"Bernard Haitink: The Symphony Edition" is one of two recent box sets from Decca, marking Haitink's eighty-fifth birthday in 2014. Together with Haitink: The Philips Years this set offers a broad, tantalizing overview of the great Dutch conductor's compelling artistry, and makes a near-perfect introduction to one of the truly magnificent recorded legacies of our time. Haitink will be 85 on 4 March 2014, and this set presents his six complete symphonic cycles by cornerstone classical composers: Beethoven, Brahms, Bruckner, Mahler, Schumann and Tchaikovsky.
Vivacious, young soprano Marie McLaughlin is magnificent as the ill-fated courtesan Violetta in this passionate production of Giuseppe Verdi's timeless classic, directed by the internationally renowned Sir Peter Hall and conducted by one of music's all-time greats, Bernard Haitink. Walter MacNeil brings to striking life the role of Violetta's lover, Alfredo, and Brent Ellis shines as Alfredo's father, Germont. Set in 19th century Paris, this moving story of doomed love and its dramatic deathbed reconciliation remains one of Verdi's most popular operas.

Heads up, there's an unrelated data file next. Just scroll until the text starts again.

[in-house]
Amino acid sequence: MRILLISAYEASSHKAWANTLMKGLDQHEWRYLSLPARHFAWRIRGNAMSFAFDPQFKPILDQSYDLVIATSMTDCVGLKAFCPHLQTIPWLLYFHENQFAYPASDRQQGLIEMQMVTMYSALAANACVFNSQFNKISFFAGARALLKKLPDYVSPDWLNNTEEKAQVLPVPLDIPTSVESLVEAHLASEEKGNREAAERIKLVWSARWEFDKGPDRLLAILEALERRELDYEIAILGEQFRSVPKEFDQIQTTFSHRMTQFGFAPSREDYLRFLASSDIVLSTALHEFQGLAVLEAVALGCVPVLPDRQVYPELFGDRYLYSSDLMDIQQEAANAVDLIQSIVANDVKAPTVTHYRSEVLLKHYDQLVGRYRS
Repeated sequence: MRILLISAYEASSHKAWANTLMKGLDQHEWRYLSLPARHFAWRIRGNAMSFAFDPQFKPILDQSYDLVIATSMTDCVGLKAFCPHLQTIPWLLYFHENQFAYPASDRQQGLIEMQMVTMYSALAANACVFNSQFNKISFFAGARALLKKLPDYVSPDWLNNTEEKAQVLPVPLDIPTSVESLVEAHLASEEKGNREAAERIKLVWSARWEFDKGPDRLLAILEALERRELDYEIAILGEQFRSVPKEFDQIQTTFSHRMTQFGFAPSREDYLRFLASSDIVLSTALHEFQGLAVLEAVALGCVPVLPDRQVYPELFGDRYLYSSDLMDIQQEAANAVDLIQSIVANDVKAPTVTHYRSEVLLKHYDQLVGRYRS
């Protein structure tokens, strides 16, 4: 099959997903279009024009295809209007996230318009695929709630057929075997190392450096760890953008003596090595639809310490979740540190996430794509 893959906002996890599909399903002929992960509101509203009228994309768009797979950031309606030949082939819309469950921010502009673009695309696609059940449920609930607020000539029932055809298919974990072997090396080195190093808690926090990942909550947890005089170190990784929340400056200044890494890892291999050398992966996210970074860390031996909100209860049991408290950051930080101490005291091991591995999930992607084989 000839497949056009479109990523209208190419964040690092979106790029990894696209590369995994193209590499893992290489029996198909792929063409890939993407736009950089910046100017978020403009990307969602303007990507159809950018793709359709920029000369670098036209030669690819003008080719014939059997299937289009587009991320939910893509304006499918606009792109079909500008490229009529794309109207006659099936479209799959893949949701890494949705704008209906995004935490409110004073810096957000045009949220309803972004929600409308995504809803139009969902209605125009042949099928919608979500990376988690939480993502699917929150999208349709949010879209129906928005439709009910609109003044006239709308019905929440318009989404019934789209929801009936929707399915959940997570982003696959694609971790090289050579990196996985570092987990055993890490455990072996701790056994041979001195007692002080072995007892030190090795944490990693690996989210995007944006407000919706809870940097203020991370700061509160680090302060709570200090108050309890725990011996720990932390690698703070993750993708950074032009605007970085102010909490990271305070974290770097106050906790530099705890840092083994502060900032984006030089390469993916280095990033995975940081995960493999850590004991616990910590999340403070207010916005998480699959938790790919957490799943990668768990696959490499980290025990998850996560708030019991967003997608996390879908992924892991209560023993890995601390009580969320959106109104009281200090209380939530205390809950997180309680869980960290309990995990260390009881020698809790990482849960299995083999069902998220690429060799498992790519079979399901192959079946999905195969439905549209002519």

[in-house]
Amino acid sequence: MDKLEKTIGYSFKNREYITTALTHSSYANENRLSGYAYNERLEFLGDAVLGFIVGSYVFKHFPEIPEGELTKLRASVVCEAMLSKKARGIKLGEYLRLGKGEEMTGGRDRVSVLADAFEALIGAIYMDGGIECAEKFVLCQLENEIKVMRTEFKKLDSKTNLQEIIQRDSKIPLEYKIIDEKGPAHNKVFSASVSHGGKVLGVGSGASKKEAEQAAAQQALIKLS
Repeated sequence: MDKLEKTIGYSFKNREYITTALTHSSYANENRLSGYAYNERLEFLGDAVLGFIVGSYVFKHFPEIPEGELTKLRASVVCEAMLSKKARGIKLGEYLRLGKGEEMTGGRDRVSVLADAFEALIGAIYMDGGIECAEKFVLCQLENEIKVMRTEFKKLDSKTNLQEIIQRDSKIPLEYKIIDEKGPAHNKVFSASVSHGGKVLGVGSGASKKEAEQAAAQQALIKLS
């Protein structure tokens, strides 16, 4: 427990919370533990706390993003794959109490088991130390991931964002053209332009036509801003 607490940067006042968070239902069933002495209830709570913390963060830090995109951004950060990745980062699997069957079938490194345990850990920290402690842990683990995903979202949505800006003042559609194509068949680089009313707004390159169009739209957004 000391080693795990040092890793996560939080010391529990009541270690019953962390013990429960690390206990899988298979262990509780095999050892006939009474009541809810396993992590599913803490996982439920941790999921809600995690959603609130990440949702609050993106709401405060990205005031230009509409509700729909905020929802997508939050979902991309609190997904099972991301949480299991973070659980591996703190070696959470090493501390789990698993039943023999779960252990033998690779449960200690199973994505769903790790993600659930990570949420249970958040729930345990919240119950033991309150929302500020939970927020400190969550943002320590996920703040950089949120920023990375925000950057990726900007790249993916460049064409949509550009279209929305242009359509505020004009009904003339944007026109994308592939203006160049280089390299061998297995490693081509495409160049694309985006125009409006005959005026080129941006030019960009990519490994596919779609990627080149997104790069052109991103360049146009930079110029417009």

“Trevor Nunn produced his first opera, Idomeneo, Glyndebourne in 1983, with felicitous results. John Napier's designs imaginatively evoke the Cretan milieu, supported by restrained, dignified costumes and lighting. The spare setting now seems a model beside what usually passes for decor today. Within it Nunn directs his principals and chorus with economic yet pointed care. Philip Langridge is a compellingly distraught and haunted Idomeneo, singing with his customary feeling for word-painting. He easily encompasses the longer version of 'Fuor del mar'. Carol Vaness offers a fiery, richly contoured Elettra. Yvonne Kenny's beautifully sung Ilia is more conventional and Jerry Hadley is a fresh, pleasing Idamante. Bernard Haitink conducts a lithe, forward-moving account of the score, though you'll need a high volume setting to get the best out of the sound.” (The Gramophone)
Rachmaninov's opus 1, his first piano concerto, deserves to be heard more often. The opening bars have that heroic sound that raises the hair on the back of the neck. Indeed those first moments rank alongside those of the Grieg and Tchaikovsky piano concertos for their ability to thrill. Ashkenazy's breathtaking playing on a superb piano is matched by that of the Concertgebouw Orchestra under Haitink's direction.
This recording gives a fascinating portrait of the approach to Bruckner’s music developed by Bernard Haitink and the Royal Concertgebouw Orchestra over their many years of working together.